A unique tale of friendship, this is one of my ten favorite movies of all time, making it my favorite Paul Newman film. In telling the story of western outlaws on the run in the West then South America, George Roy Hill crafted a quirky and thoughtful meditation on western legends and both Paul Newman and Robert Redford set the standard for buddy movie chemistry. Newman gave one of his funniest performances as the cheerful Butch Cassidy and fit perfectly with Redford’s straight-arrowed Sundance. It was a legendary pairing that demonstrated what movie star chemistry can achieve when it hits on all cylinders.
The Sting (1973)
Newman and Redford teamed up with director George Roy Hill once again for some Hollywood fun in this con artist caper. It only made sense that Newman played the seasoned veteran who knows all the tricks that teaches his trade to a young hot shot on the rise. What’s interesting about this film is how easily the “con” game can resemble the “acting” game, allowing the dynamic duo of Newman and Redford to show audiences the zest and skill they put into crafting unforgettable performances.
Slap Shot (1977)
This vulgar and hostile sports comedy is one of the funniest movies ever made. Newman teamed up for a third time with director George Roy Hill to create a look at Hockey that was not only raw and accurate, but also crazy and hilarious. It’s great fun watching Newman revel in the role of Reggie Dunlop, an immature man-child who completely surrenders to his masculine impulses. Audiences had never seen such a raunchy and buffoonish side of Newman before and his conviction in the role is one of the movie’s greatest treats.
The Verdict (1982)
In Sidney Lumet’s superb courtroom drama, audiences got to see Newman at his most desperate and conflicted. As an alcoholic lawyer taking on a giant medical malpractice case, Newman made no apologies as he slipped into the role of a reckless lowlife trying to redeem himself. Gone was his usual self-confidence and endless charms as Newman went to the depths of his soul to express his characters needs and pains. Ben Kingsley may have taken the Best Actor Oscar that year for Gandhi, but there are still those who think Newman deserved the prize for his heartbreaking performance.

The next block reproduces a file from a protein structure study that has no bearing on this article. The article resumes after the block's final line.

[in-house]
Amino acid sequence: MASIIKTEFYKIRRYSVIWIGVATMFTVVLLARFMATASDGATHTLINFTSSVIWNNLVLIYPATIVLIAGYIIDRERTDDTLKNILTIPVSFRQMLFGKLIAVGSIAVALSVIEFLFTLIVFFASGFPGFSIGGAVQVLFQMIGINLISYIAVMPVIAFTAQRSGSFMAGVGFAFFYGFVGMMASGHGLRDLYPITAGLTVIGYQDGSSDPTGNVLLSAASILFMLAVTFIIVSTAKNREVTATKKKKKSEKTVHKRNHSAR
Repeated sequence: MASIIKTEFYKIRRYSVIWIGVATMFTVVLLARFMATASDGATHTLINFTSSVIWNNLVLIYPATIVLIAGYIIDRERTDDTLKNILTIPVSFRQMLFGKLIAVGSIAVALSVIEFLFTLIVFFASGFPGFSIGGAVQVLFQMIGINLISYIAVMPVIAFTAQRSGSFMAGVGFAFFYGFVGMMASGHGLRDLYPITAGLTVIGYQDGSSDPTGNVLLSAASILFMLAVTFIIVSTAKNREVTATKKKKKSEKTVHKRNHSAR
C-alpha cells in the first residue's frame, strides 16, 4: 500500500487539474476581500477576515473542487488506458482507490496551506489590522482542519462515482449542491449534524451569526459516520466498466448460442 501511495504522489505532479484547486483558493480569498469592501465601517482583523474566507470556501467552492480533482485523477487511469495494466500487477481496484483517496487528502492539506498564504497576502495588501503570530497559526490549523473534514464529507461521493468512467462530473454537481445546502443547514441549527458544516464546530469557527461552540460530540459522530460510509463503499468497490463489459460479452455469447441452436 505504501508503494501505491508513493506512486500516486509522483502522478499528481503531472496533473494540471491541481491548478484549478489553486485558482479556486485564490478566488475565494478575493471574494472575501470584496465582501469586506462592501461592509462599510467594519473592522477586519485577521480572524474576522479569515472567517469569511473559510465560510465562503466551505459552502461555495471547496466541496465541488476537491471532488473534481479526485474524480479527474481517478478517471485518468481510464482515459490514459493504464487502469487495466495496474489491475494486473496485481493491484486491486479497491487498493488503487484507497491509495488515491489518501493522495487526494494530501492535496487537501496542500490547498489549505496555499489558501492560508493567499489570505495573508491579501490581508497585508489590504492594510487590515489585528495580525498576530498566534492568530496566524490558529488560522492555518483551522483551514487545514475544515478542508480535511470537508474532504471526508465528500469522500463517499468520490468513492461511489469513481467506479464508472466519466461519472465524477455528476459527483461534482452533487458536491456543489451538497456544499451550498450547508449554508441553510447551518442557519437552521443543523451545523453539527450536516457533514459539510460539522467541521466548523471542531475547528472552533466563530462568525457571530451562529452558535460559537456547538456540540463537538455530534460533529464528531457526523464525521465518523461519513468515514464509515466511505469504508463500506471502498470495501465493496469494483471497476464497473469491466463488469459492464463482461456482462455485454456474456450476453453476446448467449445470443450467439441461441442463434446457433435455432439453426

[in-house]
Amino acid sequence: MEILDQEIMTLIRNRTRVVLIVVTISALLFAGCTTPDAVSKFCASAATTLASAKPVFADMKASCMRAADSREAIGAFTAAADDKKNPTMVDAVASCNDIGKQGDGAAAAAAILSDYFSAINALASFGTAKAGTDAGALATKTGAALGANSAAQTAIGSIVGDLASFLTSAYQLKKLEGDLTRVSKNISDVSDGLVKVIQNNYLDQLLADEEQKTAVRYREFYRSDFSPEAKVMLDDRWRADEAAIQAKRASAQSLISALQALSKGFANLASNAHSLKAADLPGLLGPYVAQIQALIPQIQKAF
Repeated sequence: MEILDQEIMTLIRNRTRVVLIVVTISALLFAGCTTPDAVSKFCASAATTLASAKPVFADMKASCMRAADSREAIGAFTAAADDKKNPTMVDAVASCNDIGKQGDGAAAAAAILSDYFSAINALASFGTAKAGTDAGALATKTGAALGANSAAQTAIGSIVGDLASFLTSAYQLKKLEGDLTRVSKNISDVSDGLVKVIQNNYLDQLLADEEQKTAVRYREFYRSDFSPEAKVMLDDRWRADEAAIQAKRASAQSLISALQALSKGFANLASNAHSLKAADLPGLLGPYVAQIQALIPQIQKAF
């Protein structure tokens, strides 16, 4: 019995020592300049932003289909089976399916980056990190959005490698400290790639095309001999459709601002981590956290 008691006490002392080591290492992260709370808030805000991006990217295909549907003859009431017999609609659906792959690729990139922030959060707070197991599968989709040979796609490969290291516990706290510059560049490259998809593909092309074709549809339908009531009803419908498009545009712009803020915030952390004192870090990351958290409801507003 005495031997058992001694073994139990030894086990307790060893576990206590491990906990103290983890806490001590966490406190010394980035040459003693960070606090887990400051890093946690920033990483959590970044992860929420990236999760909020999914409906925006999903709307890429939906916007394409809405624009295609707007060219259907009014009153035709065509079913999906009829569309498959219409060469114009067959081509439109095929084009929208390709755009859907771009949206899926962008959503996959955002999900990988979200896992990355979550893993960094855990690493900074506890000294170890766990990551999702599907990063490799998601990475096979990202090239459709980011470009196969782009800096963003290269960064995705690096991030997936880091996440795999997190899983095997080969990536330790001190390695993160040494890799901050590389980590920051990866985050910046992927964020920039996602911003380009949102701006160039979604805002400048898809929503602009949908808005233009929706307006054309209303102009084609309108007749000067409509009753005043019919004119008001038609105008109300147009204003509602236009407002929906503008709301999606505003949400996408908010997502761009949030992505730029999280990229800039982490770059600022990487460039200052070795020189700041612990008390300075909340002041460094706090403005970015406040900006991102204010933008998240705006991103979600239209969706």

The Color of Money (1986)
After winning an honorary Oscar for his unforgettable career, Newman went on to win his first Best Actor Oscar by returning to the role that made him a legend in the first place, Fast Eddie Felson. In Martin Scorsese’s sequel to The Hustler, an elder Fast Eddie decides to show the hustling ropes to an upcoming pool whiz named Vincent (Tom Cruise, who at the time was favored to become the next Newman, although many now would differ with that). It was fascinating to see the cocky and conflicted Fast Eddie all grown up as a wise and smooth expert. Newman had an undeniable coolness in the role, seasoned with street-smarts the younger Eddie may not have possessed in the first film. You get chills watching Eddie stepping out from the role of “mentor” and slipping so seamlessly back into the role of the “cool hustler.” As he goes from being Vincent’s mentor to his toughest competition, Newman’s performance taught us a very important lesson: it’s never too late in life to stand up and take back what’s yours.
Like his film career, Newman devoted himself to perfection in all aspects of his life. He was a devoted race car driver who could drive with the best. He was an astonishing humanitarian who devoted himself to many charities, including the Hole-in-the-Wall Camp, a summer camp for sick children. And the fact that he stayed married to his actress wife Joanne Woodward for 50 years up until his death suggests that the guy figured out the key to marriage as well. Whether in life or in movies, you could learn a lot from observing Paul Newman. He was an American icon who stood for what he believed in and could always be called a class act. His characters used all their charms and confidence to get a hold on their inner character and stand by their ideas of right and wrong. Newman himself once said, “A man can only be judged by his actions, and not by his good intentions and beliefs.” If that is the case, than Newman’s actions make him a remarkable and unforgettable man whose craft and generosity will be celebrated and discussed for generations to come.
by Brett Parker